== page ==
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Part of a Tudor wall painting inside the Charterhouse priory, Coventry, England. Source: Charterhouse Coventry

Medieval Charterhouse Rises from Decades of Neglect

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With deeply-spiritual origins, and an important function in the religious framework of medieval England, Coventry's medieval Charterhouse priory was all but destroyed in the Reformation. But now, this once legendary house of God is finally set to open to the public.

What is the Coventry Charterhouse?

Coventry is a city in central England that in the medieval period was at the center of national power. So much so that Coventry hosted Parliament and courts and it served as the national capital at times during the Wars of the Roses.

Perhaps best known for its St Michael's Cathedral that was built between the late 14th century and early 15th century, it was bombed almost to destruction during the massive attack on the city by German bombers on the night of November 14th, 1940. The cathedral now stands ruined, but a new religious powerhouse was built in the 1950s by architect Basil Spence.

The Charterhouse, however, is a Grade I listed 14th century Carthusian monastery that suffered gravely at the time of the Dissolution of the Monasteries when it too was mostly destroyed. Today, only the Priory House and the remains of the inner precinct wall remain standing.

Representing the sixth of only nine Carthusian Monasteries built in Britain, according to Historic Coventry , the Charterhouse’s foundation stone was laid by King Richard II in 1385 AD, and it was completed by 1410 AD. During the 15th and 16th centuries it had numerous royal benefactors, including Richard II, Henry VI, and Henry VII.

Coventry's Charterhouse priory is a grade I listed 14th Century Carthusian Monastery. (Charterhouse Coventry)

Coventry's Charterhouse priory is a grade I listed 14th Century Carthusian Monastery. ( Charterhouse Coventry )

A Building with a Turbulent, Yet Fruity History

The majority of the religious buildings at this site were demolished in 1539 AD, and in the 1560s the Priory House was bought by Robert Dudley, Earl of Leicester, who lived nearby in Kenilworth Castle. In the 1700s the estate was leased by John Whittingham and it was used for growing oranges for Warwick Castle and other stately homes.

Charterhouse was gifted to the citizens of Coventry in the Second World War and the Charterhouse Coventry Preservation Trust took ownership of the historic building in 2015. Speaking with The Art Newspaper Ian Harrabin, the chairman of the Trust, says “now the people of Coventry are finally on the cusp of enjoying their 80 year old gift,” that includes various ruins and parkland, a grand Victorian cemetery across the road, and a street of rundown shops.

Sketch showing the medieval layout of Charterhouse. ( Charterhouse Coventry )

A Heavy Investment for the Future

In total, the Trust has assumed responsibility for 27 properties from the local authority in Coventry, “including the remains of two medieval gatehouses that will be restored as holiday accommodation,” said Harrabin. The trust officially bought the Charterhouse for £1 and after several years of fundraising, and a £4.3million ($5.8 million) National Lottery Heritage Fund grant, they have currently spent £8.2million ($11.3) on the project.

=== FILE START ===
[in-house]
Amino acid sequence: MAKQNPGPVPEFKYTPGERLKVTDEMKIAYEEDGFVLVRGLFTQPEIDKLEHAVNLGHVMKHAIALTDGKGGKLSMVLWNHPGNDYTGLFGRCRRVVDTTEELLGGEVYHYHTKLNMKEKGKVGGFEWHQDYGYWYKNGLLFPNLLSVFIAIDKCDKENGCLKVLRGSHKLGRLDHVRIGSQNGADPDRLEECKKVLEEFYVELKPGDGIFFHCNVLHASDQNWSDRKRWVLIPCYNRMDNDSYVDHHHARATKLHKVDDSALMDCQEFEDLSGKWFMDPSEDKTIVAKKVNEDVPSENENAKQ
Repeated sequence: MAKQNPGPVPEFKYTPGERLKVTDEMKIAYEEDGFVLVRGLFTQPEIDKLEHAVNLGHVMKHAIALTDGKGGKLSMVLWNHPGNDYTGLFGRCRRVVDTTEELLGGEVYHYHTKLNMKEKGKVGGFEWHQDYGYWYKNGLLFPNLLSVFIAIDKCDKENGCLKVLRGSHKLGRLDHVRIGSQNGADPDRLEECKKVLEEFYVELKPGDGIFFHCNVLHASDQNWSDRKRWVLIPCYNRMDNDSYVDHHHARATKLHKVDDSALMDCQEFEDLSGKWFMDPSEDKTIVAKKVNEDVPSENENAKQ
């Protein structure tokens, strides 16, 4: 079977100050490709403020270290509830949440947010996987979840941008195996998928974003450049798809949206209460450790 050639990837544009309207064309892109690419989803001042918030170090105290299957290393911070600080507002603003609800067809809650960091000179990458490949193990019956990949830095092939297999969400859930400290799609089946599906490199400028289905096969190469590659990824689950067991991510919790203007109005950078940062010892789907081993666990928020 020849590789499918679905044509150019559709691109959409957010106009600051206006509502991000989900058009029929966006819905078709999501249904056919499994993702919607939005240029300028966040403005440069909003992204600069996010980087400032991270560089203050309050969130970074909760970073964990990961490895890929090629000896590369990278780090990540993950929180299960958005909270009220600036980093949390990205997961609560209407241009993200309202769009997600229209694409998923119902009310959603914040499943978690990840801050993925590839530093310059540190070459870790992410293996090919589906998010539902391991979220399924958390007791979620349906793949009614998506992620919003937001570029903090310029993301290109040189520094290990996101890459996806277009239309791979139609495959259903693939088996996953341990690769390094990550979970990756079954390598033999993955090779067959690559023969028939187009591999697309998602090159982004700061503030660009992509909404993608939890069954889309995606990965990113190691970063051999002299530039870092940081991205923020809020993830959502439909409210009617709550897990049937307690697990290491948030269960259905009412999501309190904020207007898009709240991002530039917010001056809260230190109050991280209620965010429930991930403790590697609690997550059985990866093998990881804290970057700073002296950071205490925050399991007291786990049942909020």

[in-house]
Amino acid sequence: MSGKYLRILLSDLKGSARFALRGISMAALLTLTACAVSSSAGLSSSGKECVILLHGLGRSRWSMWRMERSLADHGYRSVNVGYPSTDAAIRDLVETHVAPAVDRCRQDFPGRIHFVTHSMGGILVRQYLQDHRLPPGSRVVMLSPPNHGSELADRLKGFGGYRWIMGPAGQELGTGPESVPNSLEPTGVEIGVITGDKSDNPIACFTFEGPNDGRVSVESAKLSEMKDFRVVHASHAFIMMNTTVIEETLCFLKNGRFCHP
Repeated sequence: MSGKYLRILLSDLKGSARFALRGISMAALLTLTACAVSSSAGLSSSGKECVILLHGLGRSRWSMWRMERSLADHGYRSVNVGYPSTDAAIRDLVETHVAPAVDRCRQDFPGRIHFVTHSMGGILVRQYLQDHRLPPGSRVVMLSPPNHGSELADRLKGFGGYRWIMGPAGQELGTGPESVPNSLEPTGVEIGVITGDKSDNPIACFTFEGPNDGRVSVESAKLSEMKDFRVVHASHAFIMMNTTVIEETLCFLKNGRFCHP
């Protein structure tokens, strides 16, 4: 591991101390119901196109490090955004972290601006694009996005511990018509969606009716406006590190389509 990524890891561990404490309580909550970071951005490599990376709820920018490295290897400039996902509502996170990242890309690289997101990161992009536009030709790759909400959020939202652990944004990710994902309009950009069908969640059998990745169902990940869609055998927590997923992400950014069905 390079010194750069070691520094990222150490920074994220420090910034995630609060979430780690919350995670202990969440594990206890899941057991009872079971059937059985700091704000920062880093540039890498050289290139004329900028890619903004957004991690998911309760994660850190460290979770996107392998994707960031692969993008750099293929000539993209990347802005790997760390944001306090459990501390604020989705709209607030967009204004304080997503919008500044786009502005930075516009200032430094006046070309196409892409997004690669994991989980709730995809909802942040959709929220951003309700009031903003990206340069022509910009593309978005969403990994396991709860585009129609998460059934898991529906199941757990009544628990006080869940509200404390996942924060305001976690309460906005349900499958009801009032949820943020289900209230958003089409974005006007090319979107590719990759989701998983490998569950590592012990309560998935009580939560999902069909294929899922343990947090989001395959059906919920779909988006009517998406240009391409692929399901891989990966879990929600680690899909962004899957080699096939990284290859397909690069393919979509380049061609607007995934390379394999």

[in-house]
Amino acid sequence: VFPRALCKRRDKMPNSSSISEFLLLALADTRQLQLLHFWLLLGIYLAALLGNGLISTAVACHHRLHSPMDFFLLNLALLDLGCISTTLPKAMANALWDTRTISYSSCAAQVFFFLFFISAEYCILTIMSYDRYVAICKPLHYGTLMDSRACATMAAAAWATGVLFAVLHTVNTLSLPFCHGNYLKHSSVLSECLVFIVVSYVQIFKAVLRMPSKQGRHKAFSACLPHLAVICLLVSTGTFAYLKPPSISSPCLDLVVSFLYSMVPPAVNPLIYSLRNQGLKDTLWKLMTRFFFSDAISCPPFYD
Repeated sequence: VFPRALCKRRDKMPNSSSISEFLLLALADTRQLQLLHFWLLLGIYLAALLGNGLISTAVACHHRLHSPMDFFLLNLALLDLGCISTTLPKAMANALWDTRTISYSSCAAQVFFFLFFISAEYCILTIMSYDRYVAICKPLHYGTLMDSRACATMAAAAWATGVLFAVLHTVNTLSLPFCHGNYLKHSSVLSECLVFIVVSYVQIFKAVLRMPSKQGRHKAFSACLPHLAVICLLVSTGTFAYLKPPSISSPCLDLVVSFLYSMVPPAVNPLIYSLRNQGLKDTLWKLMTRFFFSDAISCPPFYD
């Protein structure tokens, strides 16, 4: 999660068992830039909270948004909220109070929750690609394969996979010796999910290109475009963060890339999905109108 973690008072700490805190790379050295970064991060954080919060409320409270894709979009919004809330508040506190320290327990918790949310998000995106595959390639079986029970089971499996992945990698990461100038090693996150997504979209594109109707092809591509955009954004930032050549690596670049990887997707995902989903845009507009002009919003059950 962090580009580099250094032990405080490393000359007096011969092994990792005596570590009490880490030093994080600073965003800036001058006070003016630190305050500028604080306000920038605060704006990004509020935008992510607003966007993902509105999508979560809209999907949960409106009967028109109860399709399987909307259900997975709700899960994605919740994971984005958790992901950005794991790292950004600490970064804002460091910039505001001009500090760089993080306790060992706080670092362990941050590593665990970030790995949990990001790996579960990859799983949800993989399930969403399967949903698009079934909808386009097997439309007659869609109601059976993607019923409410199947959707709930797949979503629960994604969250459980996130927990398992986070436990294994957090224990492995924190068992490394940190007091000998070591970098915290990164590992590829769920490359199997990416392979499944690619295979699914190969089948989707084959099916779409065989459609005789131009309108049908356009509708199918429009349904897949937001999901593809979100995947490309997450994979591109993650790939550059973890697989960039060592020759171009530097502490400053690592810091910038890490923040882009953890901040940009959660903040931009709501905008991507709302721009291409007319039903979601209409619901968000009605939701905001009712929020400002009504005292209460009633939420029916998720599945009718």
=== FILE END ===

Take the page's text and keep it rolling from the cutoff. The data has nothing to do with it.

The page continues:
The entire roof has now been repaired and the preservation teams are about to begin stabilizing and restoring the magnificent wall paintings. A broken image of Christ on the cross is described as being “too battered and truncated to restore.” However, Ian Harrabin said there are plans for a “projected digital recreation.”

Part of a wall painting dating to the early 1400s depicting the crucifixion scene. This extremely rare painting was located in the monks’ refectory. This fragment shows the legs of Christ and a centurion underneath the cross with St John the Baptist . (Historic Coventry Trust )

Visitors can enjoy a new café which has been built into two medieval monks’ cells, and because the Carthusian order was known as a “Silent Order” cells will be engineered to allow visitors to experience “that rarity in modern life”, the silence in which monks developed - spiritually closed off from the stresses of the everyday outside world.

Expansion and Opportunity at the Charterhouse

One good thing about people believing they might win the Lottery is that historic houses, castles, and cathedrals get a massive boost in income. And so too do local folk looking to work. Historic Coventry Trust and the National Trust are currently recruiting for a number of exciting roles at the same time in a coordinated program. These include an  Education & Engagement Manager Volunteer Co-ordinator , and  Property Operations Manager  for Charterhouse.

According to the website, the Historic Coventry Trust has “great aspirations and intends to maximise Coventry s unique heritage assets to benefit the community and the local economy both today and in the future.” And in the face of 2020, and what the pandemic did to tourism, globally, England has never before needed new attractions like it does today, to stimulate a fearful public back outdoors.

Top image: Part of a Tudor wall painting inside the Charterhouse priory, Coventry, England. Source: Charterhouse Coventry

By Ashley Cowie

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